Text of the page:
Our understanding of what violence actually is has changed considerably during the second half of the 20th century. This shift occurred at a rapid pace: When in the 1960s violence against children and women became a public and political issue in the first place, it was exclusively physical violence. Today, however, psychological and emotional violence are at least as much the focus of attention; violence has long since ceased to be a physical act, and speech is also regarded as a form of violence.
This phenomenon has hardly been the subject of any research to date. Neither the preconditions nor the effects of this process have been sufficiently illuminated. This lecture addresses these developments and changes by exploring the epistemology of our current understanding of violence. Taking a perspective from the history of knowledge, the lecture will use three exemplary cases – gender base violence, speech as violence, and bullying – to show why and how perceptions of violence and vulnerability have changed over the last 50 years.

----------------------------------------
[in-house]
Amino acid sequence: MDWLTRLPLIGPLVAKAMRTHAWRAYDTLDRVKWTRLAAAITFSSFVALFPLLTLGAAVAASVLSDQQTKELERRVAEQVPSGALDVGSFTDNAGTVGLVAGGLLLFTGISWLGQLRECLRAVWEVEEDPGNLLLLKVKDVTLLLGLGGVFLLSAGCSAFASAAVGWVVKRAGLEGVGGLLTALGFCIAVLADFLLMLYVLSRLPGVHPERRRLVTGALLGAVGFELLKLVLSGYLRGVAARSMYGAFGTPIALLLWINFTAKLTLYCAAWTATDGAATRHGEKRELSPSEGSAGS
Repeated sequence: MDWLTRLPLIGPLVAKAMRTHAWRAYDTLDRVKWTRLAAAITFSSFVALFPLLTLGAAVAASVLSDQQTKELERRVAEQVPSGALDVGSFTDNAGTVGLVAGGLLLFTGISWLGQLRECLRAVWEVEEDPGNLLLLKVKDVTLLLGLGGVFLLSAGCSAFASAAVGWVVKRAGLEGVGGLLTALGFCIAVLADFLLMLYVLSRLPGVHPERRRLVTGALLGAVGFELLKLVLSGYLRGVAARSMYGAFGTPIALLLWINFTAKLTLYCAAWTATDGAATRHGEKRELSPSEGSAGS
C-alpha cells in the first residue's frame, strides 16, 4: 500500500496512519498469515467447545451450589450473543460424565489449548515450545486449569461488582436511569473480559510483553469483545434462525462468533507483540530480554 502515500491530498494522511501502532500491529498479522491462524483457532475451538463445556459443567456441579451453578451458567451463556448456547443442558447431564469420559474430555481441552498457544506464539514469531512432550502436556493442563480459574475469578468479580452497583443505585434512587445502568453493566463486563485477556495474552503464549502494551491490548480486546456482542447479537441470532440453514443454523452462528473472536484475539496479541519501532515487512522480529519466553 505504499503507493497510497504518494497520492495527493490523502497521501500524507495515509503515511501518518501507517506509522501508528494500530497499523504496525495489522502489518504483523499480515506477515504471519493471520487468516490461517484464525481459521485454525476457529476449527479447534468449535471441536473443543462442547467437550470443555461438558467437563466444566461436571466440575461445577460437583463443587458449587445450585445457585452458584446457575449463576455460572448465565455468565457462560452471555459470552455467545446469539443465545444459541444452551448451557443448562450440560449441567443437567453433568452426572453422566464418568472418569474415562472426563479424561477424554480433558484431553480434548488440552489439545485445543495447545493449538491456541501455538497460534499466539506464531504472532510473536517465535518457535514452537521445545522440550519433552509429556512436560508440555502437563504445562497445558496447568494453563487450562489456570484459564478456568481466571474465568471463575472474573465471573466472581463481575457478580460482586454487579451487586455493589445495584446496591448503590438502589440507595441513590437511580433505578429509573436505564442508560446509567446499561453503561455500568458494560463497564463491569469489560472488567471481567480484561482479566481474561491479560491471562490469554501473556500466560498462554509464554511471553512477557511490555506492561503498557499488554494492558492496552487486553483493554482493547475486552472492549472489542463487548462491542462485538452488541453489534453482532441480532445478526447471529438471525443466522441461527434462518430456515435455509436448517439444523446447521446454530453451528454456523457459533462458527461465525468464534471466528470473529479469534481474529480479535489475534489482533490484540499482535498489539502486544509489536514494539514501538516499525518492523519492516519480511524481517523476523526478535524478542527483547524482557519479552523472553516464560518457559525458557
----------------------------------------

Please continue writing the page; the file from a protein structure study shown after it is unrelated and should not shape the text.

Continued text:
Prof. Dr. Svenja Goltermann, Department of History, University of Zurich